RACHEL KNEEBONE Regarding Rodin
In an April 1910 interview, Auguste Rodin griped: “Recently I have taken to isolating limbs, the torso. Why am I blamed for it? Why is the head allowed and not portions of the body? Every part of the human figure is expressive.” One hundred and thirty-three years his junior, Rachel Kneebone shares this sentiment. Just shy of 40 years old, Kneebone is a contemporary British sculptor who uses porcelain to construct sumptuous scenes of contorted bodies and limbs. In Rachel Kneebone: Regarding Rodin at the Brooklyn Museum, the pairing of the two sculptors’ meticulously wrought forms, simultaneously grotesque and beautiful, reveals a preoccupation with sexuality, death, and sin.
On ViewBrooklyn Museum
January 27 – August 12, 2012
Curator Catherine Morris invited Kneebone to select 15 works by Rodin from the museum’s collection to display alongside eight of Kneebone’s own, all made between 2008 and 2011, in the Elizabeth A. Sackler Center for Feminist Art. A staple of the Brooklyn Museum’s collection, for the first time Rodin occupies the rather young Sackler Center. “Feminist” is an unlikely attribution for an artist known for tumultuous affairs (lover and fellow sculptor Camille Claudel was driven to insanity) and for work that treats the female body as an object. Placing Rodin’s sculptures alongside Kneebone’s may not exculpate him, but it does allow us to consider him anew as a forebear for women artists.
Rodin’s blackened bronzes starkly contrast with Kneebone’s ivory porcelain. While many of Rodin’s works were cast long after his death, existing as one of several editions, each Kneebone sculpture is unique. Her scenes are generally small in scale, measuring up to two or three feet across and populated by humanoids no larger than Lladró figurines. The use of porcelain is irreverent; she creates fragile tableaux of tangled (mostly female) bodies, but often places the scene atop a block of unworked ceramic. Kneebone allows the porcelain to fracture in the kiln, creating unpredictable fissures and imperfections that enhance the sculptures’ tragic grandeur.
Rodin, too, was known for his unorthodox approach to sculpting. In Rodin’s “Fallen Angel” (ca. 1900), one figure lies lifelessly supine while another crouches over it in mourning. Rodin worked the sculpture in such a way that the forms seem to emerge straight from the unmolded clay, so that it becomes difficult to tell where one figure—or the ground—ends, and the other begins.
Kneebone takes corporeal fusion a few steps further. Her bodies lie in orgiastic heaps, but these are no longer humans; they are mutants. In the place of shoulders and arms sprouts a third, flailing leg. In “Mine heart is turned within me” (2010), a woman’s head is replaced with a vulva, labia outstretched like a mouth wailing in agony.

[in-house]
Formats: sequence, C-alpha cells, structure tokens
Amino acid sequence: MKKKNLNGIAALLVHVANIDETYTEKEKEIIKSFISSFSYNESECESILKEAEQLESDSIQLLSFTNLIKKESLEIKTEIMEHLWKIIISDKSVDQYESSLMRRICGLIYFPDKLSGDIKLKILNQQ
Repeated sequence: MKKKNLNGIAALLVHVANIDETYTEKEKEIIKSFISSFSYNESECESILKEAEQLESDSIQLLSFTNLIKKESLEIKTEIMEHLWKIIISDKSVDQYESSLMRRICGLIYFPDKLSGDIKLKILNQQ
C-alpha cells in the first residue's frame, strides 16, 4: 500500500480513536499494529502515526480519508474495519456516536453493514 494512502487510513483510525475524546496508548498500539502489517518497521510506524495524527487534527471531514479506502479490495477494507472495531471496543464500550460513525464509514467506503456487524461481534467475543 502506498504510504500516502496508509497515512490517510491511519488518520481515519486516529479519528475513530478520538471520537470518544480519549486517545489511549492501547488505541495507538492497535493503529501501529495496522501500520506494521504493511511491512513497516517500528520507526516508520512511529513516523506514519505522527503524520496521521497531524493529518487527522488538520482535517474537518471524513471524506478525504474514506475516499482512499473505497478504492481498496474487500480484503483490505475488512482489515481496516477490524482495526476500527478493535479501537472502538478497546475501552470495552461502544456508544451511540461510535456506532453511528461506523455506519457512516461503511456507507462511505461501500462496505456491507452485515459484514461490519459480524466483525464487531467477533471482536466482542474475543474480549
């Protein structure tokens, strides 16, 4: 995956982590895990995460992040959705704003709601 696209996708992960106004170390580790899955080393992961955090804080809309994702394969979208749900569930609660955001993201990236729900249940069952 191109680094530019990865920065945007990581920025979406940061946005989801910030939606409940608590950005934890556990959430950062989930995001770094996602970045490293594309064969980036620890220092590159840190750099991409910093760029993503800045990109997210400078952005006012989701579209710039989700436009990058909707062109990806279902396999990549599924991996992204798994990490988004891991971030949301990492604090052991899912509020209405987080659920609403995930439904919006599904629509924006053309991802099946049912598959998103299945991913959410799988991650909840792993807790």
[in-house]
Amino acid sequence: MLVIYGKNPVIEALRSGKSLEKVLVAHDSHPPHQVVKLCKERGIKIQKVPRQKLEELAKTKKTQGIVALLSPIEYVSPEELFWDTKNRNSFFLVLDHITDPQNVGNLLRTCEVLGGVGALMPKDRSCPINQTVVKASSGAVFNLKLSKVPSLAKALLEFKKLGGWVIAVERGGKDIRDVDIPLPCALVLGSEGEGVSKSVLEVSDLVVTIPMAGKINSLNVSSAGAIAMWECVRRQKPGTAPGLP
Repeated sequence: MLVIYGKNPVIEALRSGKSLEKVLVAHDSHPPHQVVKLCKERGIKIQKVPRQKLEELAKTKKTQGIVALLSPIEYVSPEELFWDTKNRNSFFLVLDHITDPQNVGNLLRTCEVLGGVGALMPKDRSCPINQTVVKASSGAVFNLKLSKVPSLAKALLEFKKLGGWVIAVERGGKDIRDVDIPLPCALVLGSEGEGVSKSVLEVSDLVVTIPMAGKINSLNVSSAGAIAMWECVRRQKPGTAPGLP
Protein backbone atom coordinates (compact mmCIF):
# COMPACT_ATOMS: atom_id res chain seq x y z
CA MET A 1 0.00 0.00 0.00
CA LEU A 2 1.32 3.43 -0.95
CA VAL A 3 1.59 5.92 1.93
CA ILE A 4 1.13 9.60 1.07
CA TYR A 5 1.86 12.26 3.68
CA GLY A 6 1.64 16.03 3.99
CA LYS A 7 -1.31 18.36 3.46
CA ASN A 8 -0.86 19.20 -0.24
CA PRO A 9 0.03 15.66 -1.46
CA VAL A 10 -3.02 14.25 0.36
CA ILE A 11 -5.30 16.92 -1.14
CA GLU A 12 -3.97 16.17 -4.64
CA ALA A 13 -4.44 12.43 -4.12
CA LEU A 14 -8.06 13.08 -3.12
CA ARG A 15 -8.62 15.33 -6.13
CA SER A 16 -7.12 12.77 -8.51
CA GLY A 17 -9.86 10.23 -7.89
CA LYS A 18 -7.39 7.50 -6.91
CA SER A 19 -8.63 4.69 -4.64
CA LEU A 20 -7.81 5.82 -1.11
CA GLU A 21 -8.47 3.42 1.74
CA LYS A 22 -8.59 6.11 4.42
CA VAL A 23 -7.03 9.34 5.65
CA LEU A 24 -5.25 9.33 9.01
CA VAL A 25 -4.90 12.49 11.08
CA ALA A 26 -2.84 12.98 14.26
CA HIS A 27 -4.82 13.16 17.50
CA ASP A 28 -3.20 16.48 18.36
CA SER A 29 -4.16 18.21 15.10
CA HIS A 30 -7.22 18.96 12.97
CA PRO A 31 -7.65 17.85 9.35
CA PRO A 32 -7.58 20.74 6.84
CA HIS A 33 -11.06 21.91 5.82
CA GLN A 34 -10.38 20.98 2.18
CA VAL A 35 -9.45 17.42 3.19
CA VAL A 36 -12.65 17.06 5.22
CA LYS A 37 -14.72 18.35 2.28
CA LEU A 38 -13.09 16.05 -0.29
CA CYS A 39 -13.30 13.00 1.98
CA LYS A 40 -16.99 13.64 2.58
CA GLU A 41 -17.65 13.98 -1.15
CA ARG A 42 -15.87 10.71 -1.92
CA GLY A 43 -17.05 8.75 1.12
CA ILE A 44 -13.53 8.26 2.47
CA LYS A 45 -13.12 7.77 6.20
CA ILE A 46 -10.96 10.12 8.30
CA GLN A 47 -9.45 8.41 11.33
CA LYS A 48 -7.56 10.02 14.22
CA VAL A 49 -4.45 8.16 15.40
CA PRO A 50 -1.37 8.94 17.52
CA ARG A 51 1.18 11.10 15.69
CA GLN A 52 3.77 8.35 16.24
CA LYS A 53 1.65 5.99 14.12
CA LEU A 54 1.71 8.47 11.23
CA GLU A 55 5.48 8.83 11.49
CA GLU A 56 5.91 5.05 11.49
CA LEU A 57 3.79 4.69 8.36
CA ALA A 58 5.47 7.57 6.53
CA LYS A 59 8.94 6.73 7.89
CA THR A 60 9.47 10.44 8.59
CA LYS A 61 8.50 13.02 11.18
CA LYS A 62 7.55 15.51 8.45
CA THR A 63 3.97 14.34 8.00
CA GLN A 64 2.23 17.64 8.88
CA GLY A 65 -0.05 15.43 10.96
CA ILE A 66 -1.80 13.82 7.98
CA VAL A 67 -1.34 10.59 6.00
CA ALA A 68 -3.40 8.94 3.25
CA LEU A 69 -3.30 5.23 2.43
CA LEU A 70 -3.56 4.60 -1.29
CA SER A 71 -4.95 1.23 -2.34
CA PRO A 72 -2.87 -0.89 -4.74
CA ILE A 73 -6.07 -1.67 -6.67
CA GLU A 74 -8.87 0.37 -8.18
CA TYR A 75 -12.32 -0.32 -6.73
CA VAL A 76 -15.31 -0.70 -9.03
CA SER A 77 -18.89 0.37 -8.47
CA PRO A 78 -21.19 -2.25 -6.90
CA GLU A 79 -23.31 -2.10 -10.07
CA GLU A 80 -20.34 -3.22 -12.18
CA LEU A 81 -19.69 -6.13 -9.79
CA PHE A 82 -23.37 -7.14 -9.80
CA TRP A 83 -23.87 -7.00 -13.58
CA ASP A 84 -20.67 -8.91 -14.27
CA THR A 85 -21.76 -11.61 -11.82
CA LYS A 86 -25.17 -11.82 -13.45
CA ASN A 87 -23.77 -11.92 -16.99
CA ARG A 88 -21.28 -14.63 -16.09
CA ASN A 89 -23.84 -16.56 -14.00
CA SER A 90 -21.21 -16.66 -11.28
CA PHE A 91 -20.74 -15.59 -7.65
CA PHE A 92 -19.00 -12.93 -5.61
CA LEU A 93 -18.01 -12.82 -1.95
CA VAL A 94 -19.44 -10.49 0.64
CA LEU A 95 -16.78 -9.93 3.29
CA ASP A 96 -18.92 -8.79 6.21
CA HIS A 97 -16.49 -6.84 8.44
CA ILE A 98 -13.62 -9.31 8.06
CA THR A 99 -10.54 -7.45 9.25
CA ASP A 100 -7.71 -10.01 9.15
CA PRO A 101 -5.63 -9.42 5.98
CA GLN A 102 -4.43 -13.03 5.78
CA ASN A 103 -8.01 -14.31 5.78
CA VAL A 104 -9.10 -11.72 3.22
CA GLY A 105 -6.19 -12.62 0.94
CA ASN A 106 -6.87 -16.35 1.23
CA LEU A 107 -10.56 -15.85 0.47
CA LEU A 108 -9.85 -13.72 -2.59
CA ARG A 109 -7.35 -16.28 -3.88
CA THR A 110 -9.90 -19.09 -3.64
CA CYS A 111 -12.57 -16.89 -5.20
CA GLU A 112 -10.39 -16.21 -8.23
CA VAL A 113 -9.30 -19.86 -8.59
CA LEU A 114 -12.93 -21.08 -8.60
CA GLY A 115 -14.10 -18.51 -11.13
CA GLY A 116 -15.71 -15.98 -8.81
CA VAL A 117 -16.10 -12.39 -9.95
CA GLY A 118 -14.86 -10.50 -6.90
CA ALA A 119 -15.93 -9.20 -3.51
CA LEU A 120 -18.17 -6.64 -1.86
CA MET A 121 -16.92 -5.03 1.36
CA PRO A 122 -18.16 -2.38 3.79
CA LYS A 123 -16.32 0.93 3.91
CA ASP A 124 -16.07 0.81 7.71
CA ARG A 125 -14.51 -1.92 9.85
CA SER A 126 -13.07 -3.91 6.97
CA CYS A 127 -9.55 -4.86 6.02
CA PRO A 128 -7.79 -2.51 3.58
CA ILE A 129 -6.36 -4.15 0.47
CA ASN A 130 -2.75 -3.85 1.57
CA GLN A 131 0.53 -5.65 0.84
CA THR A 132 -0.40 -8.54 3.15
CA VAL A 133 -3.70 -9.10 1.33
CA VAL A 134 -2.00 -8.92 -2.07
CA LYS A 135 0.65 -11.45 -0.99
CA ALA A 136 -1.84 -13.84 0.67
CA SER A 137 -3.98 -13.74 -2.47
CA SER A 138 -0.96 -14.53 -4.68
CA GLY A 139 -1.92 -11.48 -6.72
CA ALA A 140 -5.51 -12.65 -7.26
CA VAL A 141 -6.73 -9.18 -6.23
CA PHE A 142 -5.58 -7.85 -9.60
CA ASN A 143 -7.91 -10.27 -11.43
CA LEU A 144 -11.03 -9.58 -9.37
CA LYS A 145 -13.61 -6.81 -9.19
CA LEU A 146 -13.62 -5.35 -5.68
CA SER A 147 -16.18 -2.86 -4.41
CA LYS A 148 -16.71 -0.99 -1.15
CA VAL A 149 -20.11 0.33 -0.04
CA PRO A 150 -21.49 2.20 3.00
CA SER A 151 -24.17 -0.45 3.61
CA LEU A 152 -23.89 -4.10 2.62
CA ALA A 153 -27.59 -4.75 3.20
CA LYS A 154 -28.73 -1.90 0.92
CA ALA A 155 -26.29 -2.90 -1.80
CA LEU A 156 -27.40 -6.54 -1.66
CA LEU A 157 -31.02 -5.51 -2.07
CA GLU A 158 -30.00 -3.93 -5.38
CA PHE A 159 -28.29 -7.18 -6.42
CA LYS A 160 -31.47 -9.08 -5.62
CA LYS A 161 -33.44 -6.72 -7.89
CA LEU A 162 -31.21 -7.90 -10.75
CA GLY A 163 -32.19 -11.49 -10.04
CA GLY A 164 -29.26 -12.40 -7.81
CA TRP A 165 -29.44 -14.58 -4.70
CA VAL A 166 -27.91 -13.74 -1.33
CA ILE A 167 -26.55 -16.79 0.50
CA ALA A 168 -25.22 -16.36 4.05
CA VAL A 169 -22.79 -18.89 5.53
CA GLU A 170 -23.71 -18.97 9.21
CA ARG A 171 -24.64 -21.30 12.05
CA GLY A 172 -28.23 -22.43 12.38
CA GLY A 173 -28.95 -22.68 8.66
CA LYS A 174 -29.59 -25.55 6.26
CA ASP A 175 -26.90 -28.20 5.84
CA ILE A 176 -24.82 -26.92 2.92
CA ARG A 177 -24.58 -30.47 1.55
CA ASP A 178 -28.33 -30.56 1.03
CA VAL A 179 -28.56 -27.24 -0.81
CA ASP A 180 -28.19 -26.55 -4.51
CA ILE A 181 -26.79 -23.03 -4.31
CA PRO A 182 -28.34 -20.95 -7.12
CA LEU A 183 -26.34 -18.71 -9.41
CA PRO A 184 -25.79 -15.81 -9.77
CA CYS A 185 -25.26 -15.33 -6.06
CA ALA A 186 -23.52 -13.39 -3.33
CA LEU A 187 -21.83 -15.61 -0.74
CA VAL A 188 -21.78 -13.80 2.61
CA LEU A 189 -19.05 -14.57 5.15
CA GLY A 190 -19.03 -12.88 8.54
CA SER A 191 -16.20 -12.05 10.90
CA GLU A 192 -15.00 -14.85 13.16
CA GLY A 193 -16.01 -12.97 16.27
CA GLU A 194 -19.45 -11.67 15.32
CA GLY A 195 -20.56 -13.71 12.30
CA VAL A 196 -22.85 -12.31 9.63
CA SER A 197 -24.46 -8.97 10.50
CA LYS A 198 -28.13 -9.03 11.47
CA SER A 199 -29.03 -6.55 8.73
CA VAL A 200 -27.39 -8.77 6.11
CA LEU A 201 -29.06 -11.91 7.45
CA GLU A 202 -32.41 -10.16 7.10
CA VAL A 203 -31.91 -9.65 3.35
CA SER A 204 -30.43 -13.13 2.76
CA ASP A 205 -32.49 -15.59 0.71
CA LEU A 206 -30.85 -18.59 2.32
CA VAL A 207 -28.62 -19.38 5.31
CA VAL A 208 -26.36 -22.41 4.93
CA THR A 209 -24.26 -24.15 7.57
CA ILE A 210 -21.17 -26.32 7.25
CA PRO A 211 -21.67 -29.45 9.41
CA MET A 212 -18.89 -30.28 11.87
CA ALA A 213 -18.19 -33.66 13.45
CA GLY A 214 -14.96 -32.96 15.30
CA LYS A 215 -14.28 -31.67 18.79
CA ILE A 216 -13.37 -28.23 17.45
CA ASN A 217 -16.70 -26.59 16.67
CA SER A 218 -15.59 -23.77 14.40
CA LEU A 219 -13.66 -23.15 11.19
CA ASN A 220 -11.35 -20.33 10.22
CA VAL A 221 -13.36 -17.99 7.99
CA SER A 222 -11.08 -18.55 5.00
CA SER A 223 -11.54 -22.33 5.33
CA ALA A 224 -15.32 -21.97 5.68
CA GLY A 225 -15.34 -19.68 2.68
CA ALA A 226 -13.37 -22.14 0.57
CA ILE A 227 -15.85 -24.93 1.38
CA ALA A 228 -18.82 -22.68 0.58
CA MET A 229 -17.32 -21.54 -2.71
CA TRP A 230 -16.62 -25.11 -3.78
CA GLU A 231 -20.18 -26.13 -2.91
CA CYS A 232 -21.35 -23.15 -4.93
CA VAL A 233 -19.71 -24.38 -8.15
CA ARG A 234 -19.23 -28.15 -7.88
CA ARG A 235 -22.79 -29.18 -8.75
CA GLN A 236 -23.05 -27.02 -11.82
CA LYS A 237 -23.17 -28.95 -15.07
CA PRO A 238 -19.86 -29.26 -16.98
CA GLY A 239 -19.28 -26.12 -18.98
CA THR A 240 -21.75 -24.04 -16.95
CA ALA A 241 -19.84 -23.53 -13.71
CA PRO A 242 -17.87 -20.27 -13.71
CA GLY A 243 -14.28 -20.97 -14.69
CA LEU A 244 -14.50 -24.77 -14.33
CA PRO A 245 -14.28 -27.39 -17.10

In other instances, both artists sever body parts from the person. Rodin’s “Large Left Hand”(before 1912) lies in a case like an anatomical specimen. In Kneebone’s “For Beauty’s nothing but beginning of Terror we’re just able to bear”(2011), amputated Barbie-like limbs dangle from porcelain tiers, matter-of-factly morbid like pork legs hanging in a butcher shop. Whether fusing bodies or reducing them to individual parts, both artists toe the line between carnal pleasure and death.
The tension between sex and death is most evident in the exhibition’s centerpiece: Kneebone’s “The Descent”(2008), measuring almost 11 ½ feet in diameter, is colossal compared to her usual work. Just as Rodin did in his chef-d’oeuvre “Gates of Hell”(1880–1917, not on view), Kneebone interprets Dante’s Inferno. Hundreds of tiny mutant figures perch on the rim of an oversized circular basin, many leaning forward to catch a glimpse inside, a few hesitantly hanging back, while others stand with knees bent, ready to take the plunge. These hybrids have human bottoms and legs but, from the waist up, take on one of two forms representing each sex. Women transform into a wrinkly and pinched squash blossom, a motif evident in other works. The others (who, with their phallic genitalia, are the only recognizable male figures in Kneebone’s work) wear swaths of ribbon wrapped up from the torso to where a head would be, only instead we see a pair of oblong globes—eyes, perhaps, or testicles—that peer below. We’re invited to step onto a ledge on which the basin rests, and it is only then, elevated, that we see the horrors that engross the mutant army. An abyss plunges four feet deep, its concentric tiers strewn with bodies writhing in a hellish orgy. Some figures desperately attempt to climb toward the basin’s rim, only to be dragged down by porcelain vines and scattered limbs, caught between eternal torture and forbidden ecstasy.
Kneebone’s preoccupation with death is fitting, considering her engagement with history. Dead histories, dead cultures, dead men like Rodin infiltrate her work. Her medium of choice, porcelain, is a craft that began with Han Dynasty China and came of age in Europe in the 18th century. Her titles often contain literary references: “For Beauty’s nothing but beginning of Terror we’re just able to bear”is a line from The Duino Elegies by Rainer Maria Rilke, whose day jobs included, it just so happens, a stint as Rodin’s secretary. This same sculpture also alludes to ancient Rome, taking on the form of a triumphal column, an architectural form signifying not just victory in war but the carnage that goes with it. Engagement with history is inescapable, Kneebone seems to say. Just as we build novel sentences out of a lexicon of familiar words, so she molds new forms from the history she knows.